Best Tax Sale Leads

Get Your Best Leads from Tax Sale Pre-Foreclosures

by Rick Dawson

Are you buying bargain properties by contacting owners facing a mortgage foreclosure? This is a tried and true method for finding motivated sellers. However, I’ve discovered a better source of leads, which you should consider trying, or adding to your mortgage preforeclosure business: tax sale leads, entering preforeclosure. 

You’ll contact owners who are about to lose their property due to non-payment of their property taxes. 

Tax Sale Basics

Everywhere in the country, owners of real estate are required to pay property taxes. And everywhere in the country, some owners fail to pay their property taxes on time, or at all.

Each jurisdiction has a method for handling the collection of delinquent property taxes. Most of the time, all counties in a state will follow the same collection process, but occasionally you’ll find variations within a state, or special rules for certain cities or counties within the state.

You’ll usually find that the area you want to work in will follow one of two formats: a tax deed format or a tax lien format.

A tax deed format is the most straightforward: the jurisdiction will publish a list of properties with delinquent taxes that will be offered at a foreclosure sale, and the winning bidder at the sale will get a deed to the property. 

This deed usually wipes out the previous owner and all mortgages and liens that encumber the property.

A tax lien format is a bit more complicated; the jurisdiction sells a lien against the property to recover the taxes owed. The owner of the property does not lose ownership at this time. The owner is given a certain amount of time to pay off the lien, plus interest and tax sale costs, to the investor who purchased the lien at the tax lien sale. 

If the owner does not pay the lien in the time allowed by law, the investor can apply for a deed to the property.

You can research your state’s tax sale online by reading its state statutes and contacting the tax collector. Regardless of the format your state uses, you can calculate a date on which owners will face loss of a tax-delinquent property. 

If the owner’s property is going to a tax deed sale, that date will usually be the date of the sale. If the owner has a tax lien sold against their property, add the time allowed for the payment of the tax lien (the “redemption period”) and you’ll have the date the owner will lose the property.

What we will do is contact the owner just prior to the date he or she will lose the property.

Owners of Tax Sale Property

I’ve found that the properties you encounter in tax sale, and the owners who own them, are much different from those you encounter in mortgage foreclosure. You will find a much higher percentage of “walkaway” owners who are letting the property go, who may deed it to you for as little as $10, subject to the taxes owed.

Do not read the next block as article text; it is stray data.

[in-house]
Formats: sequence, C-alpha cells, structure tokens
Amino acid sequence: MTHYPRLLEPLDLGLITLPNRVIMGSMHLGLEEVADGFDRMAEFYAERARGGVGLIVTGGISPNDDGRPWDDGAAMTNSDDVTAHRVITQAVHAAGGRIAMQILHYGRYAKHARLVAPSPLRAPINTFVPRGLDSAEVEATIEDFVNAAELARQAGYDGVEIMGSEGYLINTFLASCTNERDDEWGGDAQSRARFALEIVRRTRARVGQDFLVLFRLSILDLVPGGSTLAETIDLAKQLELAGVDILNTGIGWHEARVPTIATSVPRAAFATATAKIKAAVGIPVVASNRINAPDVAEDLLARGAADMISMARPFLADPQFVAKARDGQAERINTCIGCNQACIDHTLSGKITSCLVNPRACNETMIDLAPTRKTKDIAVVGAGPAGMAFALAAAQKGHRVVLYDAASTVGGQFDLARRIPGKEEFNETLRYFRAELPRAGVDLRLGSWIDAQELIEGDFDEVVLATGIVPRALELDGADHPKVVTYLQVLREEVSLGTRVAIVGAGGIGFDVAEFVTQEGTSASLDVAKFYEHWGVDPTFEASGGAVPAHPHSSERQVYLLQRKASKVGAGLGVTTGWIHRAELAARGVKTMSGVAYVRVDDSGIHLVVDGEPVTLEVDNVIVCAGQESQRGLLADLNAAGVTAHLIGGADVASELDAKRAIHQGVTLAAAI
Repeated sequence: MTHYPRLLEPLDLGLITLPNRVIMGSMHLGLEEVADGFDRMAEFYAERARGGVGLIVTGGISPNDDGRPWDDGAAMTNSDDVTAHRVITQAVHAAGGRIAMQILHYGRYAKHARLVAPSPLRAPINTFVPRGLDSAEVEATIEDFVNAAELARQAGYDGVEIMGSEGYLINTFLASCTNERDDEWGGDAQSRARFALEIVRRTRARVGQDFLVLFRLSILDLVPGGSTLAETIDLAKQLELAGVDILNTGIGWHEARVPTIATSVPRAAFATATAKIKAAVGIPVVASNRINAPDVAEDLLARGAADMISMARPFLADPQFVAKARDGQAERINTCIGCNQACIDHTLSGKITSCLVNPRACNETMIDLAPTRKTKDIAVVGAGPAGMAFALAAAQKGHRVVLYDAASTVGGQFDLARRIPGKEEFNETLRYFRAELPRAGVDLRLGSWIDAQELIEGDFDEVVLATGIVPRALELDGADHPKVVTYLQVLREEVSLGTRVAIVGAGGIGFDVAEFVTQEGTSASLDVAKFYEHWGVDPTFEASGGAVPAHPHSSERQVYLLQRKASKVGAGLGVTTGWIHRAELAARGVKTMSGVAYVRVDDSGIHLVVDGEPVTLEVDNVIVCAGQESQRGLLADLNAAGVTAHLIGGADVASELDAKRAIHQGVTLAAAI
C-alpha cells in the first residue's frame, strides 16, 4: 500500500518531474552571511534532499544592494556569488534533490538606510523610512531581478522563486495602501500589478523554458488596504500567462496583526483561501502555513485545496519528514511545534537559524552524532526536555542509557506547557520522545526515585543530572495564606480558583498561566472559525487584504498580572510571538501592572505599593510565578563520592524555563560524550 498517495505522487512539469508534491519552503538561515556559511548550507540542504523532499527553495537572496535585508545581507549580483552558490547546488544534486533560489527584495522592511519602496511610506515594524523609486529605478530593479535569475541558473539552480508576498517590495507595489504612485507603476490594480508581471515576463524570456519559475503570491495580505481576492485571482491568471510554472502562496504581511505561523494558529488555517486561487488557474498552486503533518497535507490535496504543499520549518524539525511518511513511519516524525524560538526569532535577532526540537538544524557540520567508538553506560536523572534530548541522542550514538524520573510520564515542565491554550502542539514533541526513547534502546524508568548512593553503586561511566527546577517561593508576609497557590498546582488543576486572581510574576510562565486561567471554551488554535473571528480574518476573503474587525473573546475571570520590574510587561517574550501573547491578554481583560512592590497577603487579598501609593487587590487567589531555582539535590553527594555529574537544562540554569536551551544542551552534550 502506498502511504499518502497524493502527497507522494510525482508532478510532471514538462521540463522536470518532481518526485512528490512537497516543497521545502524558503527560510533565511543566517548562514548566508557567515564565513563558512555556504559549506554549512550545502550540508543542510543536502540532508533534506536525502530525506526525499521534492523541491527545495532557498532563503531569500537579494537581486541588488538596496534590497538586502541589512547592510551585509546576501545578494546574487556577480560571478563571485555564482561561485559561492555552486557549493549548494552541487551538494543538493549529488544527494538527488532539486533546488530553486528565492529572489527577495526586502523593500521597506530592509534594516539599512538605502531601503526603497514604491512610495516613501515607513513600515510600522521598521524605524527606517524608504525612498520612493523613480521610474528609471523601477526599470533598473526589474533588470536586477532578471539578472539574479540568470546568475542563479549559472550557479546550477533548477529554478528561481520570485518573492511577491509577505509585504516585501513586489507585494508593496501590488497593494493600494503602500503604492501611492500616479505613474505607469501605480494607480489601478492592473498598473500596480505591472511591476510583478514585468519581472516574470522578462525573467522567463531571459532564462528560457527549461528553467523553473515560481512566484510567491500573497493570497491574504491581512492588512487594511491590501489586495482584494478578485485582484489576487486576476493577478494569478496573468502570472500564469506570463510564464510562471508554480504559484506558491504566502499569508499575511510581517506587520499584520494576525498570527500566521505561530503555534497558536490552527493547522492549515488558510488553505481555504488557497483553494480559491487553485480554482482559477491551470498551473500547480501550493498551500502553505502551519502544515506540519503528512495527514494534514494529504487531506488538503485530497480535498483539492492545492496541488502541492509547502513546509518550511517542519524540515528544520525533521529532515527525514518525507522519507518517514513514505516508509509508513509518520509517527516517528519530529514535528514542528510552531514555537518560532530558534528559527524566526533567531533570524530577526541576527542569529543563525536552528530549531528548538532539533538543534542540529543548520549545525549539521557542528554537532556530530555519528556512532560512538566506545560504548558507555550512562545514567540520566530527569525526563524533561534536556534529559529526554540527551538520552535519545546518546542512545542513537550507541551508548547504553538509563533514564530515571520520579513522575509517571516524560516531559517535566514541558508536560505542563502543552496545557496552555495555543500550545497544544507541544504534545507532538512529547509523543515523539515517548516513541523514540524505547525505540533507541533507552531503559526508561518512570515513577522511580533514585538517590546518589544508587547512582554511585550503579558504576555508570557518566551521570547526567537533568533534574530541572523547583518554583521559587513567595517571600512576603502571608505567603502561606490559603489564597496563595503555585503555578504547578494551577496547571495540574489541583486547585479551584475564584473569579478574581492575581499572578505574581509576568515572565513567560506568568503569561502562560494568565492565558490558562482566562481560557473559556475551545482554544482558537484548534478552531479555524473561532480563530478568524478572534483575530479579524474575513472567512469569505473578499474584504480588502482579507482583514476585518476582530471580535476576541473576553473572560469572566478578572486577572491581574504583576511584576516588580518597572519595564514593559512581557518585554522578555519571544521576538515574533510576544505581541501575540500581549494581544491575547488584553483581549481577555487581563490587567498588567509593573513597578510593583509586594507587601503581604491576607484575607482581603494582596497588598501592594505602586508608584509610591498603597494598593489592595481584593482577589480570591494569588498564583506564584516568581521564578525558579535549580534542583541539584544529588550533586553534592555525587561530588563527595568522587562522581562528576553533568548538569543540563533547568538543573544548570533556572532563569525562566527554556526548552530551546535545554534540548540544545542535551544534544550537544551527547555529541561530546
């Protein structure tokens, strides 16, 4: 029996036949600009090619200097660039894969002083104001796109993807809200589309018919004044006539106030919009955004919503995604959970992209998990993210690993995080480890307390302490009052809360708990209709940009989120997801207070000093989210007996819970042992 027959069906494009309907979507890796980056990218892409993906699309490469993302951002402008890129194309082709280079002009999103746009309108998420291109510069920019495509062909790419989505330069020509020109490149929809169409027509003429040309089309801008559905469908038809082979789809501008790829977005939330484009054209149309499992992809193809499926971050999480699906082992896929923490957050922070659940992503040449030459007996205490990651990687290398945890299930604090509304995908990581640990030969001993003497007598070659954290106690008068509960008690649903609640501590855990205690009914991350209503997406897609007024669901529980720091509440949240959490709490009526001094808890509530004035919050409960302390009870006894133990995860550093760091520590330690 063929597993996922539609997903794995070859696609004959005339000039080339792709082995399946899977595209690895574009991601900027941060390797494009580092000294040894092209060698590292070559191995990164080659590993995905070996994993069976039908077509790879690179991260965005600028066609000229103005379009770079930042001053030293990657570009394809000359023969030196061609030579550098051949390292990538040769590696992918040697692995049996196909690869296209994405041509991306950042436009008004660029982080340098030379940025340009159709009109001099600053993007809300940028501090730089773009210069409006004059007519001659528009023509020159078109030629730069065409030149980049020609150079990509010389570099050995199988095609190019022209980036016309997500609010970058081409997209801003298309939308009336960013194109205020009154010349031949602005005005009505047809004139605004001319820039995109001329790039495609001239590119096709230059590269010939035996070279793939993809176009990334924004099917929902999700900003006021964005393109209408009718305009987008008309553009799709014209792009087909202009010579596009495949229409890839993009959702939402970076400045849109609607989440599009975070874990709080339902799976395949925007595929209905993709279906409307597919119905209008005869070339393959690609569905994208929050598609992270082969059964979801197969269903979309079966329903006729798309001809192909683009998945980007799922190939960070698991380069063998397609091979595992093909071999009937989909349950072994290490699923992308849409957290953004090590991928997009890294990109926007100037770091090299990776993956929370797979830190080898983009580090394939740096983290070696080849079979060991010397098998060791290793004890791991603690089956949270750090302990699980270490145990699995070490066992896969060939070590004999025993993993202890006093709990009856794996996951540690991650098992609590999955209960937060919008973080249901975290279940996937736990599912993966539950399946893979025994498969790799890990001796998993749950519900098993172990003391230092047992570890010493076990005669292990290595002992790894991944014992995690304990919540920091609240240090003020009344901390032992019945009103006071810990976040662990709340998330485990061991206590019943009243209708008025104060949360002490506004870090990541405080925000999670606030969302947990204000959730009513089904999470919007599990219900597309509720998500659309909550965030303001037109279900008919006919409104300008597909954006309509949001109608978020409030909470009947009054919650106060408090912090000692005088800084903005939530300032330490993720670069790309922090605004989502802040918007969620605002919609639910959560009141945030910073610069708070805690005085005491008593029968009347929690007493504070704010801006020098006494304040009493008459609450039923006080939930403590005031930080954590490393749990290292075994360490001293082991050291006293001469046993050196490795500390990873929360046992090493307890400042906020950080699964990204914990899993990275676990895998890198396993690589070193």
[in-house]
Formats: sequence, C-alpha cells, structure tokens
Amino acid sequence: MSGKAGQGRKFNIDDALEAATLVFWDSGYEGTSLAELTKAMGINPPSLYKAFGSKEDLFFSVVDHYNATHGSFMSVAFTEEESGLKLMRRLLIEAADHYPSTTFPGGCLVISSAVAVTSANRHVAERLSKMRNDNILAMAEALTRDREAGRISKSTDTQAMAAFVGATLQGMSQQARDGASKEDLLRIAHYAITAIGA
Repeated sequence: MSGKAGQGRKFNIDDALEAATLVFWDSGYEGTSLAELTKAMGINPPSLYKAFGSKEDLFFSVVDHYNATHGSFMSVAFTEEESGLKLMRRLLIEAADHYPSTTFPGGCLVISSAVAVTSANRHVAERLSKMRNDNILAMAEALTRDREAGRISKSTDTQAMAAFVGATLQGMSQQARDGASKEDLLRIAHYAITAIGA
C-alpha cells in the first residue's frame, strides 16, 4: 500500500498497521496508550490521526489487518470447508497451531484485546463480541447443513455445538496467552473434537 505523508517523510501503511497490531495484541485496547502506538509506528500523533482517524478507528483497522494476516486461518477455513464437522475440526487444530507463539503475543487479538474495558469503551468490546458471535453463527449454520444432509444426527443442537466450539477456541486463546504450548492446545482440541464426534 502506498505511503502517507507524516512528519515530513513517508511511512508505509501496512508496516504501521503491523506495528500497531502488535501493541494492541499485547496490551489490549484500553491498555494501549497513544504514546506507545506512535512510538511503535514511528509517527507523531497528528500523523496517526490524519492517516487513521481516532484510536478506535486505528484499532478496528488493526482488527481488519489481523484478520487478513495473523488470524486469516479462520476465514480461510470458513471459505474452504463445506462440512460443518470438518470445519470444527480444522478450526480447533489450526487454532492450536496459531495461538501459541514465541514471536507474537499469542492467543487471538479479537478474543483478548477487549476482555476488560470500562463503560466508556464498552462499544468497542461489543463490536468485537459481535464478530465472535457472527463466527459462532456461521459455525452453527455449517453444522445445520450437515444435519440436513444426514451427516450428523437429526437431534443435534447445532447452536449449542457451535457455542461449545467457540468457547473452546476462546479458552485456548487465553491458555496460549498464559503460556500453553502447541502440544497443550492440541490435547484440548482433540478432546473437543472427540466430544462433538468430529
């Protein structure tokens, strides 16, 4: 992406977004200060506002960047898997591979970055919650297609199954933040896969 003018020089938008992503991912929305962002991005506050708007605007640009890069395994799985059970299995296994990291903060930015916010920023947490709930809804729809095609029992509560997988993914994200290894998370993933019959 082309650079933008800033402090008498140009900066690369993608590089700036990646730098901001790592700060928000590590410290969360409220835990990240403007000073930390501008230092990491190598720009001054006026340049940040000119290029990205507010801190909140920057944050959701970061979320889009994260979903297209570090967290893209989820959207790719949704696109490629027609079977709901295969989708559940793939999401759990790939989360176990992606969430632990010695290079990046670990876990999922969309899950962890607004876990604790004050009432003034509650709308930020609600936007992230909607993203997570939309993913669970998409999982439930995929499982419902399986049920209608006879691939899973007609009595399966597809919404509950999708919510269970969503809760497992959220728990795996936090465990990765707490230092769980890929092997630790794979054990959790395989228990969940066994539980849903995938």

Though it seems hard to believe, owners walk away from properties all the time, especially if they have moved out of the area or the property needs repairs. Many don’t realize they can sell the property without paying the delinquent taxes.

Another reason owners walk away is that the property was given to them as a result of an inheritance, and was never wanted or appreciated in the first place. 

You’ll also find that most of the properties you encounter don’t have a mortgage; the mortgage company would have paid the taxes by now to preserve their interest in the property.

If you rehab properties for a living, this will be a rich source of houses needing repair. If not, just list the properties you get on the MLS and let a rehabber fix them up.

Sale Investors Might Call You Names!

It’s interesting to note that when you buy a property in tax preforeclosure for a bargain price from the owner, and resell or pay the taxes owed, you’re removing the property from the tax deed list or preventing a tax lien investor from acquiring it. 

You may even become well-known to tax sale investors in your area. I’ve been called a “bottom feeder” and host of other nicknames by tax sale investors who were waiting to sink their teeth into a bargain property that I bought out from under them. 

But my favorite nickname is “The DeedGrabber”, coined by a large Illinois tax sale investor who I’m sure has missed out on hundreds of thousands of dollars in property because of my activities! Go out and do some DeedGrabbing in your area!

Get my ebook, Go Ahead - Be a DeedGrabber and get started today now.

Sincerely,


Rick Dawson
The DeedGrabber

Everything You Need to Know to Profit From
Tax Property Before the Sale -

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